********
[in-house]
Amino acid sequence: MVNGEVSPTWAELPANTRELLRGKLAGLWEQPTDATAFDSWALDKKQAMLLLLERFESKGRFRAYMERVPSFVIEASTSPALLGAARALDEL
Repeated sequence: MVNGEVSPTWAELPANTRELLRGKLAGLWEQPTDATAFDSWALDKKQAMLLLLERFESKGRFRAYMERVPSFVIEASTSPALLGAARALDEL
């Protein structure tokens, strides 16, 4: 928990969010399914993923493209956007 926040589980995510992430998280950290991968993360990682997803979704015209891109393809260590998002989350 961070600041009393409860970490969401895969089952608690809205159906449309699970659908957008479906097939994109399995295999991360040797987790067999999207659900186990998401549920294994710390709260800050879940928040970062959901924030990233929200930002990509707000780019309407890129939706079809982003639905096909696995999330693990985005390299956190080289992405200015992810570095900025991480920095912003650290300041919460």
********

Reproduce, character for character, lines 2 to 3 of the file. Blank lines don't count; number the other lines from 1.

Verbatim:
Amino acid sequence: MVNGEVSPTWAELPANTRELLRGKLAGLWEQPTDATAFDSWALDKKQAMLLLLERFESKGRFRAYMERVPSFVIEASTSPALLGAARALDEL
Repeated sequence: MVNGEVSPTWAELPANTRELLRGKLAGLWEQPTDATAFDSWALDKKQAMLLLLERFESKGRFRAYMERVPSFVIEASTSPALLGAARALDEL